By Hillel Aron
By Joseph Tsidulko
By Patrick Range McDonald
By David Futch
By Hillel Aron
By Dennis Romero
By Jill Stewart
By Dennis Romero
But while the doctor’s 15-month stint in this off-the-radar detention facility appears centered around his brother and his own dubious immigration status, his story gets even weirder under the hot lights and the roving eye of the Homeland Security apparatus, particularly during a time when the government’s legitimate concerns result in fear and paranoia in Muslims who have overstayed their welcome.
How much of Imran’s trouble is bad luck and how much is of his own making remains unclear, however. By his own admission, his decision to marry a Muslim convert of Canadian citizenship — who is an aircraft-maintenance engineer — has alienated his own family.
In February, a reporter with the Imperial Valley Press came to interview Imran. The soft-spoken doctor with thin graying hair and almond-shaped eyes told the reporter that his whole life was “flipped over” one night, when he and his other brother were attacked by Muslim extremists in their hometown of Lahore.
On the night of August 13, 2000, five Sunni Muslims on motorcycles surrounded him and his other brother, Ahmad Rizwan, and threatened them at gunpoint, Imran says. He had received anonymous phone calls threatening his life in the past. “Next thing I know, I had a gun to my head,” says the doctor in fluent English tinged with an accent. “Suddenly, I got so scared.”
The doctor says the men pulled him from his car, pushed him against a wall and threatened to kill him. His brother Rizwan, a captain in the Pakistani army, tried to come to his aid and was struck several times by the assailants, he says. Several days later, Imran left to seek asylum in the United States, where his desire was to continue practicing medicine in safety. “I came to the United States because it believes in human rights,” Imran says. “But it’s hard to sleep when you have the fear you are going to be deported and killed right away.”
News reports confirm the basis of the doctor’s fears, that Sunni extremists have targeted Shiite physicians for assassination in the sectarian strife that has plagued Pakistan. According to a CNN.com report last year, more than 70 doctors have been murdered over the past decade in Karachi alone. An official with the Pakistan Medical Association is quoted as saying that specialists in particular have been migrating to other countries to escape the violence.
Prosecutors in Lahore corroborate these reports. In a letter of support for Imran dated December 10, 2002, Deputy District Attorney Ahmed Maqbool Tahir wrote, “I can personally attest to the current conditions in Pakistan that have led [Dr.] Imran to evacuate as well as request that he not be returned. Governing agencies are well aware of the plight of our physicians being targeted [by] these organized terrorist groups. As [physicians] in Pakistan, they have legitimate concerns regarding their safety.”
Imran appears to have left Pakistan without filing a police report or notifying the government or his family of the attack at the hands of the Sunnis, however. He entered the United States in New York, via the United Kingdom, then flew to Los Angeles and took up residence at the Islamic Center of the Inland Empire, a mosque in Rancho Cucamonga, in San Bernardino County.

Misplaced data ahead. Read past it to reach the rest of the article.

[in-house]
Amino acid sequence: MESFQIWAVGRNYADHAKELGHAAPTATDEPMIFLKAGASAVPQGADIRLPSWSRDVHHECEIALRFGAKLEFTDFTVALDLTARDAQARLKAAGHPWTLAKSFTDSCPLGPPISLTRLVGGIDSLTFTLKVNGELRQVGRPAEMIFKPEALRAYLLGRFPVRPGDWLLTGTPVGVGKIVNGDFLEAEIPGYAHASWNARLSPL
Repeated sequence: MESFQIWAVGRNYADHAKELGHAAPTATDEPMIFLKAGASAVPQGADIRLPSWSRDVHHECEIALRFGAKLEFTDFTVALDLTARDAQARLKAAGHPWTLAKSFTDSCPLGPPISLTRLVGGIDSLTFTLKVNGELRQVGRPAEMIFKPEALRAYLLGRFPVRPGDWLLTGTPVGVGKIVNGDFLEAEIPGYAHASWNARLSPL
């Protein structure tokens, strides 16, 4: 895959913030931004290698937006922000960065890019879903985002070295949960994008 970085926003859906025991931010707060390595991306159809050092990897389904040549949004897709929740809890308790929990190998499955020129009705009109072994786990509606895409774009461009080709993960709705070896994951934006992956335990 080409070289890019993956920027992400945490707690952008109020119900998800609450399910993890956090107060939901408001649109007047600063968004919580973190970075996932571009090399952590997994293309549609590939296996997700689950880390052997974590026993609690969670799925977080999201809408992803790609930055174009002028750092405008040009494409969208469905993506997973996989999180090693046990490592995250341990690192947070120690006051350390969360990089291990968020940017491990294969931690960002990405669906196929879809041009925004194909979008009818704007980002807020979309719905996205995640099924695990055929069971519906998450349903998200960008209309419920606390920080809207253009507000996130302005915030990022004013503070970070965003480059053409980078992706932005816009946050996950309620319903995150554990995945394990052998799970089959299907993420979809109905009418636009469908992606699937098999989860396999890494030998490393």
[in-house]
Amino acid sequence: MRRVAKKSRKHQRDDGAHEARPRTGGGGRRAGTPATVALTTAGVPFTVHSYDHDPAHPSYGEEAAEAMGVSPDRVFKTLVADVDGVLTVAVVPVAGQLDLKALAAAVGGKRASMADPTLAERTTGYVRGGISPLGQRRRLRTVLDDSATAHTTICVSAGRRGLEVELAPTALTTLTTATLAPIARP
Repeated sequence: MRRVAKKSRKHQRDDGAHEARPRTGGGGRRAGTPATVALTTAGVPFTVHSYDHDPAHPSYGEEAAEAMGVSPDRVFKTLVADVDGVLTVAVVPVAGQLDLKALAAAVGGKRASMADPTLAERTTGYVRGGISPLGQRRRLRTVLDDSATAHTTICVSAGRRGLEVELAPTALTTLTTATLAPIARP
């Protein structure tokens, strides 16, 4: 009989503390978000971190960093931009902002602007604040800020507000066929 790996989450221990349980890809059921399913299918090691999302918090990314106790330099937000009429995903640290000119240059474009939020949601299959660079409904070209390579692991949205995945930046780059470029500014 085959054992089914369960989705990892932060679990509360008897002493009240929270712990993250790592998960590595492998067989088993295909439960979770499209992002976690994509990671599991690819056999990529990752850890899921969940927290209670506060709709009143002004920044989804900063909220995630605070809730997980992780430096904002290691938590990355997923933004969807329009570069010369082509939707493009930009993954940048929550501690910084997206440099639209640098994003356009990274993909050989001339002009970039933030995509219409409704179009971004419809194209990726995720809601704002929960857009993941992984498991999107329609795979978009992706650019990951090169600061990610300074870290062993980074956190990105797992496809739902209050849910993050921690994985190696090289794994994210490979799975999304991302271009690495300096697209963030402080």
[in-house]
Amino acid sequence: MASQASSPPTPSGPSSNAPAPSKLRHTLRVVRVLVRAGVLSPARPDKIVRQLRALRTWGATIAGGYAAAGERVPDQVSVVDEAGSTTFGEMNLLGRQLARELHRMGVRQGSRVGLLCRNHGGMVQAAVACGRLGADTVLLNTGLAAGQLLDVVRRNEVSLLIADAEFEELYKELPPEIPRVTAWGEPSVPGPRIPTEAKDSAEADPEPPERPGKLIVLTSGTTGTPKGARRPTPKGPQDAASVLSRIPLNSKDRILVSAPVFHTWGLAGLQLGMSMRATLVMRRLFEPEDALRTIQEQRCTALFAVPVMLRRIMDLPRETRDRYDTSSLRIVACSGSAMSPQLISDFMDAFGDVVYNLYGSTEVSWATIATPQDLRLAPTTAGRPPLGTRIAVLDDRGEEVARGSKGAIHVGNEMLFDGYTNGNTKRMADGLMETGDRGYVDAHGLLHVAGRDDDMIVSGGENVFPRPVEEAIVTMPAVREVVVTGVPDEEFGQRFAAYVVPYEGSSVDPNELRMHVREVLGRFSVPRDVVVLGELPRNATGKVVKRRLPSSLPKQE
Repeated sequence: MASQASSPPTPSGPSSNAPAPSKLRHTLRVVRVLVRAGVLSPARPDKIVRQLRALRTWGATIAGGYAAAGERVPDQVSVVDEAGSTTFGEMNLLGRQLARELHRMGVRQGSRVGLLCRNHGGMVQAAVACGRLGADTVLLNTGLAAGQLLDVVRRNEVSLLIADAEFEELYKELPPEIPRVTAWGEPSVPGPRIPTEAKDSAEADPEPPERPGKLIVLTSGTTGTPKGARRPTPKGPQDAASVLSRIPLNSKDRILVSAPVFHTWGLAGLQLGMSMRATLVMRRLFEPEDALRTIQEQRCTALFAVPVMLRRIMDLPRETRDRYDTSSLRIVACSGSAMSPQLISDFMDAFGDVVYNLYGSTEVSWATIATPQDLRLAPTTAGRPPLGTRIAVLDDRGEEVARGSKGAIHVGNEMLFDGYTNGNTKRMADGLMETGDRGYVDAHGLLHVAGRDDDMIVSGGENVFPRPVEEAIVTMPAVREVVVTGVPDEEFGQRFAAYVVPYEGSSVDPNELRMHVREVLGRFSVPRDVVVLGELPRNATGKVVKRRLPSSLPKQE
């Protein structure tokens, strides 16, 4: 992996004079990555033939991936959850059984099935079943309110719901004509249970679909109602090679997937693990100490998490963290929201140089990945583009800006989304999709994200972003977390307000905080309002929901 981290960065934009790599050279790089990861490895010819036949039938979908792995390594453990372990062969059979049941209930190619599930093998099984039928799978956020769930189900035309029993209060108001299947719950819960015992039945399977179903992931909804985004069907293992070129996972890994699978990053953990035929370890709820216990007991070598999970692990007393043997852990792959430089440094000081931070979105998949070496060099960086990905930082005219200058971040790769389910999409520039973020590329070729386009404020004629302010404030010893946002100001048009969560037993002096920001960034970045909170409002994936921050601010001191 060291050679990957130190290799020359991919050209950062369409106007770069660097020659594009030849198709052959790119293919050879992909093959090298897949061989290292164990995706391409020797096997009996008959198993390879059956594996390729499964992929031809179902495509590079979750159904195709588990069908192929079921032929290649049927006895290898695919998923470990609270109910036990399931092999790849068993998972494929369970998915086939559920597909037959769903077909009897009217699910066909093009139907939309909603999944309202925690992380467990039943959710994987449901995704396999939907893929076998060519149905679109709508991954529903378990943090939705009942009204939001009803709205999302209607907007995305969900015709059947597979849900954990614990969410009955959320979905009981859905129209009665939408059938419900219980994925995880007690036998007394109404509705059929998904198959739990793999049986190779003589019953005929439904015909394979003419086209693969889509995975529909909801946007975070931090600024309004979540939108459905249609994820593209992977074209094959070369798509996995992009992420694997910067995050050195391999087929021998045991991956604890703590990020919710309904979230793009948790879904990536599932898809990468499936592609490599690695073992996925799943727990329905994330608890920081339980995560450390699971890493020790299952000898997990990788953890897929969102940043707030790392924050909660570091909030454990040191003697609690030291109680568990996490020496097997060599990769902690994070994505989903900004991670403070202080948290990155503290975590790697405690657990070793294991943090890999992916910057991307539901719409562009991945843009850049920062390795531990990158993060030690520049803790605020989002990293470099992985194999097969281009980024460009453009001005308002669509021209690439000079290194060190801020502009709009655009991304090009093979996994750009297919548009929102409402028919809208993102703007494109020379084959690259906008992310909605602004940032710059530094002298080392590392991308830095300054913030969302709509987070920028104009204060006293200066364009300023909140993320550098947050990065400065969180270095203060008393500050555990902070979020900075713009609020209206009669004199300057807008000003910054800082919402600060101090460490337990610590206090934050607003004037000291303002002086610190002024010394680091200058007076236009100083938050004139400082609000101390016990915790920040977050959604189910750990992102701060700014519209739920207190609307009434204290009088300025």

The doctor did not seek asylum right away. Instead, he obtained a nonresident visitor’s visa, on October 25, 2000, and applied for labor certification and began studying for U.S. medical-licensing exams.
But in fact, Imran had come into the country once before, in February 2000. While residing at the same Islamic center in Rancho Cucamonga, he had come to help his brother and sought assistance from the Council on American-Islamic Relations, which had set up a legal-defense fund for his brother. The doctor had posted a message on the Internet titled “A Pakistani Needs Your Help.” It read: “Adnan Chaudhry was falsely implicated in a murder attempt case as a Muslim fanatic who had come to the U.S. with the sole intent of carrying out this crime . . . Being his elder brother I have come here to help him out of this tragic situation.”
The doctor returned home to Pakistan in August 2000 because his visa had expired, he says, and within days the Sunni extremists attacked him, causing him to flee to the United States.
With Adnan Chaudhry’s trial looming in late November of that year, Imran again turned his attention to the defense of his brother, who also received support from members of the local Muslim community. Although the September 11 attacks on New York and Washington were a year away, an atmosphere of distrust and hatred toward Muslims already existed in San Bernardino, witnesses say.
Cal State officials had assigned the frail-looking Chaudhry to an apartment with three other graduate students. Two also were international students: Peter Eganza and Evans Kahuthu, from Kenya. A few weeks had passed when Chaudhry, who, like his brother, is a Shiite Muslim, felt some tension with the Kenyans, who speak Arabic but are Christians.
In addition to the standard roommate squabbles over phone use, the students argued about the bombing attack by Muslim extremists on the U.S. Embassy in Nairobi, on August 7, 1998. They also carried on about the eating habits of Chaudhry, who obeyed the Muslim prohibition against pork.